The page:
From The Sydney Morning Herald

This finance guru knows a thing or two about achieving goals and helping others.

Last year, a stranger stopped Noel Whittaker in the street to tell him how the finance expert’s first book, Making Money Made Simple, had helped him stave off bankruptcy and eventually buy his mother a house.

“So many people tell me it’s changed their life,” says Whittaker, 71, who was awarded an Order of Australia in today’s honours list for services to the community in raising awareness of the benefits of superannuation, household budgeting and estate planning.

His passion to help ordinary people prosper by educating them about their finances was ignited by two seminal events. The first was reading Napoleon Hill’s book Think and Grow Rich. Whittaker was 33 and had worked for 15 years in various financial services jobs in Brisbane, including in a bank, as a property conveyancer and at a listed property company. He had also completed an accounting degree.

The book inspired him to set two goals: establish his own business within 100 days and spend the rest of his career teaching others the “think and grow rich” principles.

He realised the first goal within 160 days by setting up a property-development partnership to build spec homes. It was 1974 during a severe recession but Whittaker says that taught him to “get in there and work, no matter what”. His second goal took a little longer but he set up a finance house with Cheryl Macnaught in 1983. Whittaker describes it as “an old-style mortgage broker” but it soon developed into a financial advisory business as the Hawke/Keating superannuation reforms spawned the beginning of tax-effective rollover funds.

Whittaker began writing a weekly real estate column for the The Courier-Mail and did a program on ABC Radio. When one of his talkback callers asked him to recommend a simple book on personal finances, Whittaker was staggered to find that none existed.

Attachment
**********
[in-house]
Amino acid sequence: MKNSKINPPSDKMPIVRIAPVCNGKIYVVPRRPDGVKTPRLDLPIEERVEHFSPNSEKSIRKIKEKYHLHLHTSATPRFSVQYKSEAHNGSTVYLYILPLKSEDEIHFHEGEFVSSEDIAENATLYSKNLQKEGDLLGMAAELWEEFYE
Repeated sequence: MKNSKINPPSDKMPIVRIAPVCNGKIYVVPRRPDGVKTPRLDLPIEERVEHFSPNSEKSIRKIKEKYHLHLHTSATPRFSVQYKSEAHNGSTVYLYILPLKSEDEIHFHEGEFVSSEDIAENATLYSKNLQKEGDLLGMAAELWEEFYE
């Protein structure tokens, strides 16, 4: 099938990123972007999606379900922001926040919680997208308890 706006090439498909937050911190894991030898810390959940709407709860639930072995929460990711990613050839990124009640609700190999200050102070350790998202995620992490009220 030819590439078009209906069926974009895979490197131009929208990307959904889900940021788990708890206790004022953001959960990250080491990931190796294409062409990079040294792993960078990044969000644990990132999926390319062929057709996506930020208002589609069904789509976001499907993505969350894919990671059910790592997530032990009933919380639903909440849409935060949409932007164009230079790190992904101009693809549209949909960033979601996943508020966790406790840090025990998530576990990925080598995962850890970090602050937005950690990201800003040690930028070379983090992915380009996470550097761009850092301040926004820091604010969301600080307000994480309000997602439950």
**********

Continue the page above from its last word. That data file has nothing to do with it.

“I remember thinking, ‘Oh Christ, I’ve got to write one’,” he says. But it wasn’t until 1985 – and his second seminal event – that he put pen to paper.

That turning point was a self-help course at which participants were asked to visualise what would be said about them at their funeral. Whittaker recalled his earlier goal to help people prosper and pledged to write the book.

On Christmas Eve 1985, he wrote the 36 chapter headings for Making Money Made Simple, then met his pledge to finish it. Initially, no publisher wanted it but Whittaker found one who said they would distribute it if Whittaker paid the publishing costs.

“It became The Da Vinci Code of 1987,” he says, noting that more than 2 million copies have been sold in Australia and overseas.

Since then, he’s written another 17 books and is now a full-time author and media commentator after selling Whittaker Macnaught in 2007. (He remains an executive director and is closely involved.)

As for his own financial strategies, Whittaker describes himself as a great saver who has worked hard all his life to fund a comfortable retirement. “But since I sold the business, I’ve worked even harder – which proves it hasn’t been about the money,” he says.

It hasn’t been about his children’s inheritance, either. “I don’t care if I leave money to the kids or not. It’s more important to teach them how to make money themselves.”


Biggest break
When I decided to educate people about finances after a course I did in October 1985. I discovered my passion.

Biggest achievement
The first book [Making Money Made Simple, published in 1987]. It hadn’t been done before.

Biggest regret
I didn’t appreciate my kids enough when they were small. They were born in 1981, ’83 and ’85 and in 1987, I was on the circuit promoting my first book. I didn’t really appreciate the job my wife was doing.

Best investment
Starting my own business [Whittaker Macnaught, a Queensland financial planning company]. It cost a few hundred dollars to set up and we sold it for a few million.

Worst investment
I got mixed up with an ex-bankrupt in a suburban shopping development. It was 1986, the interest rate was 22 per cent and we owed $1 million. It was costing us $5000 a week and we couldn’t lease a shop or sell the joint. I lost half our assets on that.

Attitude to money
It’s a great tool, I like what it can bring. Margaret Thatcher said good Samaritans need more than good intentions, they need money. Every year, I give $10,000 to the Hear and Say Foundation to help a child hear. It’s much more fun than buying a flash car.

Personal philosophy
I believe strongly that what goes around comes around. All my life I’ve watched karma in action. I reckon honesty is a very good policy.

From The Sydney Morning Herald :